Manitoba could see hundreds of school-age Syrian refugees in new year
Preparations are underway in Manitoba schools to ensure refugees get emotional, educational support
Plans are already underway to welcome newly arriving refugees from Syria in Manitoba schools, according to Education Minister James Allum.
Right now the province is planning for up to 700 school age children in the new year, Allum said.
"That's the premise that we are working on at this point," said Allum. "We will be able to adapt to those circumstances. After all, there's a strong interdepartmental team working together on ensuring the full range of supports for families when they arrive."
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The province is preparing for up to 2,000 refugees fleeing Syria's civil war to arrive in Manitoba by the end of February.
Allum said students will undergo assessments to ensure families receive the academic and emotional support they need.
"It's perfectly understandable that when a child comes from war-torn circumstances like they're coming from, that they may have mental health issues, they may be traumatized in some manner," said Allum.
"That's part of the assessment process as well. To make sure that we properly understand where the child is at present upon arrival and ensure that they have the supports in place and the resources in place."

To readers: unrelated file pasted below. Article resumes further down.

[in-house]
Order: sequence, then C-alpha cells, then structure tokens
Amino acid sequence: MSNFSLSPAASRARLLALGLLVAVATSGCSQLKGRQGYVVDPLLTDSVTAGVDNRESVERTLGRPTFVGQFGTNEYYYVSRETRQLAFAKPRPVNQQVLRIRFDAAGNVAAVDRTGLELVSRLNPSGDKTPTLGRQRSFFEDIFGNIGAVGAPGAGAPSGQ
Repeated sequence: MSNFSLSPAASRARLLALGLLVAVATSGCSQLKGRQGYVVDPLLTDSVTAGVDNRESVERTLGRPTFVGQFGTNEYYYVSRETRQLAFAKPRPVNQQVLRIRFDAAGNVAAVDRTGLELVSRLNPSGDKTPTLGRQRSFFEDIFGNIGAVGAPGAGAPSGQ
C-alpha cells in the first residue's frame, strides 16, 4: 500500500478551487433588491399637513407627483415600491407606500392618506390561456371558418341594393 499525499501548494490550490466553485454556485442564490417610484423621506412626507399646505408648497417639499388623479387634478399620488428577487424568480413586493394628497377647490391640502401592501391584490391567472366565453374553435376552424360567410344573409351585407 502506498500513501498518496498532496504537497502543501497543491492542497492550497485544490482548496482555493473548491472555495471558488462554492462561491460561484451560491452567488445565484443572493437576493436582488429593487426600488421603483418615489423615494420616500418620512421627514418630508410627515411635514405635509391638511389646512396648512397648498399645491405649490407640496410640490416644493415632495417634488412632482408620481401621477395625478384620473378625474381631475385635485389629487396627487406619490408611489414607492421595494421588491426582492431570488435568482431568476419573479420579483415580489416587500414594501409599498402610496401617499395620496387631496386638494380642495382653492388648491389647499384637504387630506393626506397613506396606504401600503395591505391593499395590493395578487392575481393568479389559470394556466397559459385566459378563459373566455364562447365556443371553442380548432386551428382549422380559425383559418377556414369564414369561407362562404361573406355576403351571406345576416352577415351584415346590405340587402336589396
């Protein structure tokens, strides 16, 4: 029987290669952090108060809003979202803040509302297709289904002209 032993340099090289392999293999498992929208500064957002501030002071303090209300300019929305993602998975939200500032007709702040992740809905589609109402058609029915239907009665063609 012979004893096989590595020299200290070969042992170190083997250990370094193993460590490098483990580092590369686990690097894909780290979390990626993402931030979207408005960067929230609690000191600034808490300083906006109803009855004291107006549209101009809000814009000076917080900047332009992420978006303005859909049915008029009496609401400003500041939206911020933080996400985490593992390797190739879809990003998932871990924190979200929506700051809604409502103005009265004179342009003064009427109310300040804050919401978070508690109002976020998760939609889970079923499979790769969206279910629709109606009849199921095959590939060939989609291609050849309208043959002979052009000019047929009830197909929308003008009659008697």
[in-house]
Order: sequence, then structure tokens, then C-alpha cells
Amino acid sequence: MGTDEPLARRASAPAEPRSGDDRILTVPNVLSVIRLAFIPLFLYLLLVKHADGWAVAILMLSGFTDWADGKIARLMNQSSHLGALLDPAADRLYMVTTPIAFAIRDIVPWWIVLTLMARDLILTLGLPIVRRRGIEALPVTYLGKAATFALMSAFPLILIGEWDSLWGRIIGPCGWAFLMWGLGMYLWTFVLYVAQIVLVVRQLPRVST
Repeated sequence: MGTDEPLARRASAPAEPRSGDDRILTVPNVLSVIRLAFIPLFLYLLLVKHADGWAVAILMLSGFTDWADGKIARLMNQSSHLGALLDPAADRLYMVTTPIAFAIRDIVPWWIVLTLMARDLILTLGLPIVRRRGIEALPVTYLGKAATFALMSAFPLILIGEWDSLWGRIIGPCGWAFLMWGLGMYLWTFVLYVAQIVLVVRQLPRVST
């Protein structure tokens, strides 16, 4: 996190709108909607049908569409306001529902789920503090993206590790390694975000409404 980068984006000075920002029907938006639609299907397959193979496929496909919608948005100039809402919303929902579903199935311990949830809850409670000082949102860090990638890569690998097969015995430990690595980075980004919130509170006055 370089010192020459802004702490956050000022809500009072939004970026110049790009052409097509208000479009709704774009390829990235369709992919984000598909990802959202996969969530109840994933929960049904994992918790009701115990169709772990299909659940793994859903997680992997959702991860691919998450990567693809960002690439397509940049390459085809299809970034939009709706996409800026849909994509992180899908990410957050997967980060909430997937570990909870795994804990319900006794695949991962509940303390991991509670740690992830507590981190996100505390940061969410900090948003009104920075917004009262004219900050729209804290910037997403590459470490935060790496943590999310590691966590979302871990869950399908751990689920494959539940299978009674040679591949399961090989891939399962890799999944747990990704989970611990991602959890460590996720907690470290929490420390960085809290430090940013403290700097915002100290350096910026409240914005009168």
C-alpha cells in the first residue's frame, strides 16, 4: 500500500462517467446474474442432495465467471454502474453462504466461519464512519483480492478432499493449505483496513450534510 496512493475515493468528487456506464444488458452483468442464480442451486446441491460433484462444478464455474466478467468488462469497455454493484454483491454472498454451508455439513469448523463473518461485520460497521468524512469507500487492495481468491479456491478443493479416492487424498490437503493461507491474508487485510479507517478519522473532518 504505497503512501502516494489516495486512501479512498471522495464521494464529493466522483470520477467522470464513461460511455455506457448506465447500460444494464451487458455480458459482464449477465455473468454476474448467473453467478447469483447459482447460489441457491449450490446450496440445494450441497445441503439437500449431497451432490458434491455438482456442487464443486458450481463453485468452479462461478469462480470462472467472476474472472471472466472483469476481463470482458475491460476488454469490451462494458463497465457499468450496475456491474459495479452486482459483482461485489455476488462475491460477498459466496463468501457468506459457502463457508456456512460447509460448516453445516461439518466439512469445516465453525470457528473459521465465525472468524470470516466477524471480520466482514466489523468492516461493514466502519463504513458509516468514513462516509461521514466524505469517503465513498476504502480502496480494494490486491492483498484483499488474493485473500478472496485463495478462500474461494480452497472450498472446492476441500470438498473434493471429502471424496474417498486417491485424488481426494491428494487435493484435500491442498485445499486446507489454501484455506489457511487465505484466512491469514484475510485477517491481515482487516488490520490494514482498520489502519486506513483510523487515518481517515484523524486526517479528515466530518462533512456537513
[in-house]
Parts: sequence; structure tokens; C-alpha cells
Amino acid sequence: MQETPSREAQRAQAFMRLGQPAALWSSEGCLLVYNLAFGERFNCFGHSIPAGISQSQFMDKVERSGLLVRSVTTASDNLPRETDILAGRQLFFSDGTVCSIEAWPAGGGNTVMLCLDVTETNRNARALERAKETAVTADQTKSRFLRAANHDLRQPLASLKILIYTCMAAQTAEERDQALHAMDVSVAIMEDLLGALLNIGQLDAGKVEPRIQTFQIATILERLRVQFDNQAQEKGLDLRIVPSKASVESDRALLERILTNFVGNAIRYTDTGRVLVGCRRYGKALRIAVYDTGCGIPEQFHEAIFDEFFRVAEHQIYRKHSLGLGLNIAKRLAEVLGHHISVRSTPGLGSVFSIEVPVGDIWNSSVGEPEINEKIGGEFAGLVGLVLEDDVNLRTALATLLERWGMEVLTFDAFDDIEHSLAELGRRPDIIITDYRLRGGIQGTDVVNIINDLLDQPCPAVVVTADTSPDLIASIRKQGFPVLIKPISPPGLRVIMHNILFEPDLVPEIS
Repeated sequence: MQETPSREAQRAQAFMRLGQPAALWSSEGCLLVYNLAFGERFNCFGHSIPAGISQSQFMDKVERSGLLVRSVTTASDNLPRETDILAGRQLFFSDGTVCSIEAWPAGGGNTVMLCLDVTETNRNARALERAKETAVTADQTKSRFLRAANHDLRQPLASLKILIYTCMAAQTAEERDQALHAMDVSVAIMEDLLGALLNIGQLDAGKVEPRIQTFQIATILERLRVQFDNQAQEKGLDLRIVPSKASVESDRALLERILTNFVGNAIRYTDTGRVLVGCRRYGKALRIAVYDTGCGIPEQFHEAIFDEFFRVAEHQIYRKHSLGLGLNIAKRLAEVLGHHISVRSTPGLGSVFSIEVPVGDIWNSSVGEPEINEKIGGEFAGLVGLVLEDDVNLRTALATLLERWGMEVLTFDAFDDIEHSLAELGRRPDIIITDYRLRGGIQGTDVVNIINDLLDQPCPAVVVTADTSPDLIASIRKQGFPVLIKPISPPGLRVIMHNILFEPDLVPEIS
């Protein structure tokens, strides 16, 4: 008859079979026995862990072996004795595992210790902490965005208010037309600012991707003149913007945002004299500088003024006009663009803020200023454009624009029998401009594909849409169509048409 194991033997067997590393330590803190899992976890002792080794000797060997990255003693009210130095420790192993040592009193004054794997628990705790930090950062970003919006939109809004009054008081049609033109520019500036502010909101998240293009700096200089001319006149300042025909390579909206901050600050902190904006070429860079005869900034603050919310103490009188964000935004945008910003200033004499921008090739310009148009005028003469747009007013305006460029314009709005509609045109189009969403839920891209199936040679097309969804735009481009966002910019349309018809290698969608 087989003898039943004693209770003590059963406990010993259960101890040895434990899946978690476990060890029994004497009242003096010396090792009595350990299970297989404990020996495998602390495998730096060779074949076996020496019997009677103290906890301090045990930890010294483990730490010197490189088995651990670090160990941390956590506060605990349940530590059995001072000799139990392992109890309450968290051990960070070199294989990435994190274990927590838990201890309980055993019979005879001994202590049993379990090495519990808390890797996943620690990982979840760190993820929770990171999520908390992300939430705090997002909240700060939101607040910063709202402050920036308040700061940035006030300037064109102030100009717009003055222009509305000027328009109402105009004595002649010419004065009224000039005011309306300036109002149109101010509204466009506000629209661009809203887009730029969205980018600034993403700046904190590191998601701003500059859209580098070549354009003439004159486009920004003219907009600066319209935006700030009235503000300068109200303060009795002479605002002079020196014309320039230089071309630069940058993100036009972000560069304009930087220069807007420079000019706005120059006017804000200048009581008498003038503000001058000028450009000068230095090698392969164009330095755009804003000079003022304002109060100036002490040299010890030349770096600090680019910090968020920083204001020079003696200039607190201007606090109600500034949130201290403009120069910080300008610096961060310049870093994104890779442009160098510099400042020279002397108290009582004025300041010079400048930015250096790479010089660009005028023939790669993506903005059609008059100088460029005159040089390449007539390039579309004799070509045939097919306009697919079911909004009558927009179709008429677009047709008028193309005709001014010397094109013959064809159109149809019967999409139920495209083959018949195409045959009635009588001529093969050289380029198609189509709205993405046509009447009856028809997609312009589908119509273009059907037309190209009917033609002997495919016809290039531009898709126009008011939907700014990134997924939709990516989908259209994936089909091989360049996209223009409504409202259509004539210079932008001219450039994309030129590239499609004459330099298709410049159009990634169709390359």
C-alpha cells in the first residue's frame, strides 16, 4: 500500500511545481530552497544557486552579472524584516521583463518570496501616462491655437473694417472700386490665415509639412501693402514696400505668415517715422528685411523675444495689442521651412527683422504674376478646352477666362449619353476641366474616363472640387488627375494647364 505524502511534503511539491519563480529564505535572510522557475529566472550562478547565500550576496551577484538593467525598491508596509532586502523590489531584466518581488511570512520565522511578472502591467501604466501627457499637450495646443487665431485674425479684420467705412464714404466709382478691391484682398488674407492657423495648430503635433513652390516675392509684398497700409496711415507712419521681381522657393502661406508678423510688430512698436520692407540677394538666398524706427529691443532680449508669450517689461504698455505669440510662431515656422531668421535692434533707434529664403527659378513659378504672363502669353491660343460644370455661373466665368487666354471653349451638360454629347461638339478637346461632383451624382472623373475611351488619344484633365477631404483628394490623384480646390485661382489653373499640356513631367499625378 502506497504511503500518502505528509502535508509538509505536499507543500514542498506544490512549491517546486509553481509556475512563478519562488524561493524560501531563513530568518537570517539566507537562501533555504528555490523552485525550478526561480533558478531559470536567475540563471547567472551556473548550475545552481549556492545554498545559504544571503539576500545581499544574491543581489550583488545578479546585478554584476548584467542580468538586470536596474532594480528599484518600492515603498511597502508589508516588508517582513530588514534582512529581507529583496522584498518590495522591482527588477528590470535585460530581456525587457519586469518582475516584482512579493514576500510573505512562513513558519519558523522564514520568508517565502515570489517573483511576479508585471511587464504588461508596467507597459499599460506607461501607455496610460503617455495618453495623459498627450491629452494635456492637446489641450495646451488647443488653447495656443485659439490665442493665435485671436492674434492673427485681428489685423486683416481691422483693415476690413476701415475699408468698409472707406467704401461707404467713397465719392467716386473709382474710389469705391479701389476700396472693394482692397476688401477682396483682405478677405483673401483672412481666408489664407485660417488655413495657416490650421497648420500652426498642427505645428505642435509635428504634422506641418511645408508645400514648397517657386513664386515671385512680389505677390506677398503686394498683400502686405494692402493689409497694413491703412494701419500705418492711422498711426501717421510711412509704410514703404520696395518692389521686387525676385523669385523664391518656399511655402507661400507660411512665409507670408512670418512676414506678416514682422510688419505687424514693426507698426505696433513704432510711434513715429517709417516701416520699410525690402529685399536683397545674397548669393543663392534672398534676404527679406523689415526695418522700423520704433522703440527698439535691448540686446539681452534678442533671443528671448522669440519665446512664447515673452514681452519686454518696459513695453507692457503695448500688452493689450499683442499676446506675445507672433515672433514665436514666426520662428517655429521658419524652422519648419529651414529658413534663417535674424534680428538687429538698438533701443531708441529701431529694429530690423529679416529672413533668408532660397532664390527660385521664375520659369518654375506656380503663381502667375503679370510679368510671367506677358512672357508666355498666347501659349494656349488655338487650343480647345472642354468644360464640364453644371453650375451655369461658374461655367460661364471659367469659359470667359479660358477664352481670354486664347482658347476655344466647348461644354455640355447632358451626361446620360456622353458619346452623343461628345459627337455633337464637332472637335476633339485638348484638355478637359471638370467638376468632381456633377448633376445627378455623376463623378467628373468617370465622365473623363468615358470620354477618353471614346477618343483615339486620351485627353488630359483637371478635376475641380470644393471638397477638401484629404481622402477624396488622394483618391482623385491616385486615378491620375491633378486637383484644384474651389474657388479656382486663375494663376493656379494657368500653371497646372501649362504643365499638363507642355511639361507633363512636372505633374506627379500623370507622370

"Our understanding is that we should plan for 600 to 700 school aged children coming into our schools," said Allum. "We are certainly preparing for many possible scenarios. If we need to beef up resources in one area whether it's staffing, whether it's for interpreters, whether it's for counselling, all those things will be in place to ensure the family is stabilized, that the children feel comfortable in their surroundings and that they can feel welcome here in Manitoba."
Mark Wasyliw, chair of the Winnipeg School Division, said information packages are being distributed to school principals that list resources available to help families as they transition.
"We do have a lot of experience dealing with refugees at the Winnipeg School Division," said Wasyliw. "We are comfortable with what we're expecting, and we are sort of prepared for some of the problems that are going to come up. So, we are trying to give as much information out to our principals and senior staff because they basically are going to be the front-line workers. They are going to see these children on a day-to-day basis."
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Wasyliw said the division employs clinical assessment resource teams to help children with special needs and children who have lived through traumatic situations.
There are also cross-cultural workers to help refugee and immigrant families integrate their children with the Winnipeg School Division.
"They may be coming from a very different system of education, and obviously we know a very different culture," said Wasyliw. "This helps smooth things over — explain to the family how we do education in Canada, what are sort of the expectations and to answer any of their questions."
Wasyliw said this can be challenging for students, but he remains confident.
"Young people tend to be very adaptive, and they tend to do better than many adults," said Wasyliw. "I think if we give them the right supports, we'll make a challenging event maybe less so."
Wasyliw said the division is looking forward to welcoming the students.